Presenters at FSM2 will share experiences from countries around the world including Bangladesh, Burkina Faso, Cambodia, Chile, Ethiopia, Ghana, Haiti, India, Indonesia, Malawi, Madagascar, Mozambique, Nepal, Sweden, South Africa, the USA, the United Kingdom, Zambia and Zimbabwe. The line-up of keynote speakers includes:
The BMGF has committed over $200Million over the next few years to research and advocacy in this field which it has identified as a major area for impacting health in the developing world.
FSM research overview of Sandec (Water and Sanitation in Developing Countries). EAWAG (The Swiss Federal Institute of Aquatic Science and Technology) is a leader in the FSM field, and manages research projects around the world. The organisation is currently compiling a book on the subject of Faecal Sludge Management.
Steve Sugden – Research Manager, Water for People and the London School of Hygiene and Tropical Medicine
will look at Sanitation as a Business, drawing on his experiences with the development and transfer of the Gulper technology into commercial businesses – giving valuable insight into the process of taking a technology from concept into the marketplace.
Pam Elardo, Director of the Wastewater Treatment Division in the Department of Natural Resources and Parks, Seattle, Washington Evolution of a regional wastewater management system: matching decisions to capacity
There will 9 presentations in plenary sessions, 90 presentations in parallel sessions and a closing panel discussion. The speakers and the topics cover a wide range of interest and represent work from all over the globe. The detailed draft programme for the conference can be downloaded from www.pid.co.za .
For more information contact the FSM2 secretariat :
Bobbie Louton on Tel +27 33 342 3012 or email: firstname.lastname@example.org
all content above take from pdf: http://www.pid.co.za/images/stories/1fsm2_durban_third_announcement.pdf found on FSM Conference page part of
Partners in Development (Pty) Ltd (PID) site. A site worth looking at even if you don’t go to the conference
“Next-generation” toilets showcased at Gates Foundation offer innovative sanitation solutions that can save and improve lives around the world
SEATTLE, (August 14, 2012) /PRNewswire/ — Bill Gates today announced the winners of the Reinvent the Toilet Challenge—an effort to develop “next-generation” toilets that will deliver safe and sustainable sanitation to the 2.5 billion people worldwide who don’t have it. The awards recognize researchers from leading universities who are developing innovative ways to manage human waste, which will help improve the health and lives of people around the world.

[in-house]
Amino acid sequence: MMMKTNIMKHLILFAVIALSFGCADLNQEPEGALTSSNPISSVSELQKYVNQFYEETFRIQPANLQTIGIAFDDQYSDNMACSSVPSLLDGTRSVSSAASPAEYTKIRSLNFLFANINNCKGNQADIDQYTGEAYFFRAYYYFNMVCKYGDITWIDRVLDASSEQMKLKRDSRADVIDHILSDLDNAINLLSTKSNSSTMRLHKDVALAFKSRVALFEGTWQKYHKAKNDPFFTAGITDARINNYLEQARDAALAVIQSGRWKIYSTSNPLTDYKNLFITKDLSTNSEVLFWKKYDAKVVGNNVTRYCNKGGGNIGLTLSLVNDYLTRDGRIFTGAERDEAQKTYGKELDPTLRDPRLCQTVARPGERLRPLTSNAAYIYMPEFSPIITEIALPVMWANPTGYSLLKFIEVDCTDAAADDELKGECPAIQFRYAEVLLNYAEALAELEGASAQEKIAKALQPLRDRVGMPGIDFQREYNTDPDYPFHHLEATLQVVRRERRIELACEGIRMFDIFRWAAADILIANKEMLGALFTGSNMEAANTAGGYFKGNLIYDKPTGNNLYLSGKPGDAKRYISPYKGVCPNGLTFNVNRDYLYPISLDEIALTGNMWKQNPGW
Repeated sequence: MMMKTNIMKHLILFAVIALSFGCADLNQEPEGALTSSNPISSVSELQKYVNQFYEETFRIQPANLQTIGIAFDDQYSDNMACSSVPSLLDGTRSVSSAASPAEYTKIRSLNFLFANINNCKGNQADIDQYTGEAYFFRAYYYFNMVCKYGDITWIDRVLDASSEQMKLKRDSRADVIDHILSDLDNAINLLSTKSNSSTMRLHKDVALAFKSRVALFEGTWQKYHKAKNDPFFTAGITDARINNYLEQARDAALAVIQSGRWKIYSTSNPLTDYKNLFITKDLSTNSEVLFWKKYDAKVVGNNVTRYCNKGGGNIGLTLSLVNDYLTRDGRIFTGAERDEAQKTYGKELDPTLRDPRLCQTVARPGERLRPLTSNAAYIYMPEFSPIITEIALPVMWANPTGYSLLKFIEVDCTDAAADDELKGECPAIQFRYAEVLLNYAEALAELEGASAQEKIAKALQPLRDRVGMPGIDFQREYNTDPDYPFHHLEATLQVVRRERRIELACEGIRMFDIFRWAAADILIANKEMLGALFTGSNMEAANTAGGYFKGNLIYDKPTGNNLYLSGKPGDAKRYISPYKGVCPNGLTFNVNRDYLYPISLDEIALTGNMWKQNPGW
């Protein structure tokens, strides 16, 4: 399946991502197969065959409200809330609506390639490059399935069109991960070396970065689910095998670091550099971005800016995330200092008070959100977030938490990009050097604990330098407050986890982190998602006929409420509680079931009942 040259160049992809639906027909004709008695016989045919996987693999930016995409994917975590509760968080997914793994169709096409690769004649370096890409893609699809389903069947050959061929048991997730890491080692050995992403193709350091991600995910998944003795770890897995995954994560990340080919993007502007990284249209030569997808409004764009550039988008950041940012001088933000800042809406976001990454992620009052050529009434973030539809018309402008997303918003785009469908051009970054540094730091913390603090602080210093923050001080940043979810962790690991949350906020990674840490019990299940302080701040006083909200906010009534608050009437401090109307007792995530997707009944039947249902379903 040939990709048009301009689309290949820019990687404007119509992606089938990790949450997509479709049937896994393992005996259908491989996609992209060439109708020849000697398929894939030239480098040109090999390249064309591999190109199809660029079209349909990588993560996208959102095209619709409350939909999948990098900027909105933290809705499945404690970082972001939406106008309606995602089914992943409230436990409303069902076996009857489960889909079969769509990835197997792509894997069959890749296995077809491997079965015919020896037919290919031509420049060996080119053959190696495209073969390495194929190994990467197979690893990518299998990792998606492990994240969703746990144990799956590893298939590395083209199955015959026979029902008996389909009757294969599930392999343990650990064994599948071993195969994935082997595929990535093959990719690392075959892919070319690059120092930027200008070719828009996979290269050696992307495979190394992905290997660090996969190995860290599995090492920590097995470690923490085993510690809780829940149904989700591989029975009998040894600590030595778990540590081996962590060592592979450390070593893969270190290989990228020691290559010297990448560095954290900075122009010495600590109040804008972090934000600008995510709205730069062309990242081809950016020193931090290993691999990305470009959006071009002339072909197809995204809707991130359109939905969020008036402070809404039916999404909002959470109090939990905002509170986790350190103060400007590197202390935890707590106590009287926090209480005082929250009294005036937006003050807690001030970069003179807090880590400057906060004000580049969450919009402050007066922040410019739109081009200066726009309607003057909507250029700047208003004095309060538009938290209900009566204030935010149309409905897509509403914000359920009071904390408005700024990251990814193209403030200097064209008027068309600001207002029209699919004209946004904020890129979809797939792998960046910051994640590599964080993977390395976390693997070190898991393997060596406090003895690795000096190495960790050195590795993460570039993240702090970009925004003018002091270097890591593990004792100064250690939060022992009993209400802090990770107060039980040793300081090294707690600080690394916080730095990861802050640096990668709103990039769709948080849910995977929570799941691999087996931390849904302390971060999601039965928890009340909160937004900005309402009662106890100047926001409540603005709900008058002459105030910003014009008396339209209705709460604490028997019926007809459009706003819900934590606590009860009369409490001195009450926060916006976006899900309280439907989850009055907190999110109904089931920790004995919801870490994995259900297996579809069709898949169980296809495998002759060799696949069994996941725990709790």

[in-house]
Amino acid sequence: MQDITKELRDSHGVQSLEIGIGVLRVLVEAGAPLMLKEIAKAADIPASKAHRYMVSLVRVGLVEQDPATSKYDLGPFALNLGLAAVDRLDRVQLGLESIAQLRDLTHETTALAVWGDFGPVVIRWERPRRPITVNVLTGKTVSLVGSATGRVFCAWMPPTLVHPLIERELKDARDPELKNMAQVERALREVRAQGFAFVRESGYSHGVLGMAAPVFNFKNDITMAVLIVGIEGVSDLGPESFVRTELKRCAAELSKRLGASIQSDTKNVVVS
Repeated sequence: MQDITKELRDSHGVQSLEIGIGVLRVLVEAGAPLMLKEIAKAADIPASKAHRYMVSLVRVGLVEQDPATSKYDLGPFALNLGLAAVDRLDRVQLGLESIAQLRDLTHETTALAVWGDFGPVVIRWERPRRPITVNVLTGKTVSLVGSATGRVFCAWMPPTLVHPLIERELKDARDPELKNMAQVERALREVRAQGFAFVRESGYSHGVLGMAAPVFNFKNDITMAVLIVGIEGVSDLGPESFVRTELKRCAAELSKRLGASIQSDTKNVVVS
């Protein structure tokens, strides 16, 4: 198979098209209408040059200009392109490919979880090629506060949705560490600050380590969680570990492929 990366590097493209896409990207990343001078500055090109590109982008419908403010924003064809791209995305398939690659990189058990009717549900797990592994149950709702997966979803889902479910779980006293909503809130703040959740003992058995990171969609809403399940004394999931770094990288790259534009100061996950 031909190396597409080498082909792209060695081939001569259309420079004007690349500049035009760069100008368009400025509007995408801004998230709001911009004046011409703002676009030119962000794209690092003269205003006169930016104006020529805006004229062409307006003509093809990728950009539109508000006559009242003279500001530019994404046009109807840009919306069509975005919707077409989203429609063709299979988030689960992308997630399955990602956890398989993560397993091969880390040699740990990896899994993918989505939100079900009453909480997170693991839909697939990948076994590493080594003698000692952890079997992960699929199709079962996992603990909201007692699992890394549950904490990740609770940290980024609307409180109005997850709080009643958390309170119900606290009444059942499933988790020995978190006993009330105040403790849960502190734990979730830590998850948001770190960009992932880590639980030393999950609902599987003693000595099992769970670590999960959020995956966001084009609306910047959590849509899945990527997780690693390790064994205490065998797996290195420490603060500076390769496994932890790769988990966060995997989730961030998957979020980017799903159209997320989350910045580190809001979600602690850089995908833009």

California Institute of Technology in the United States received the $100,000 first prize for designing a solar-powered toilet that generates hydrogen and electricity. Loughborough University in the United Kingdom won the $60,000 second place prize for a toilet that produces biological charcoal, minerals, and clean water. University of Toronto in Canada won the third place prize of $40,000 for a toilet that sanitizes feces and urine and recovers resources and clean water. Special recognition and $40,000 went to Eawag (Swiss Federal Institute of Aquatic Science and Technology) and EOOS for their outstanding design of a toilet user interface.
One year ago, the foundation issued a challenge to universities to design toilets that can capture and process human waste without piped water, sewer or electrical connections, and transform human waste into useful resources, such as energy and water, at an affordable price.
The first, second, and third place winning prototypes were recognized for most closely matching the criteria presented in the Reinvent the Toilet Challenge.
Teams are showcasing their prototypes and projects at a two-day event held at the foundation’s headquarters in Seattle on August 14 and 15. The Reinvent the Toilet Fair is bringing together participants from 29 countries, including researchers, designers, investors, advocates, and representatives of the communities who will ultimately adopt these new inventions.
“Innovative solutions change people’s lives for the better,” said foundation Co-chair Bill Gates. “If we apply creative thinking to everyday challenges, such as dealing with human waste, we can fix some of the world’s toughest problems.”
Unsafe methods to capture and treat human waste result in serious health problems and death. Food and water tainted with fecal matter result in 1.5 million child deaths every year. Most of these deaths could be prevented with the introduction of proper sanitation, along with safe drinking water and improved hygiene.
Improving access to sanitation can also bring substantial economic benefits. According to the World Health Organization, improved sanitation delivers up to $9 in social and economic benefits for every $1 invested because it increases productivity, reduces healthcare costs, and prevents illness, disability, and early death.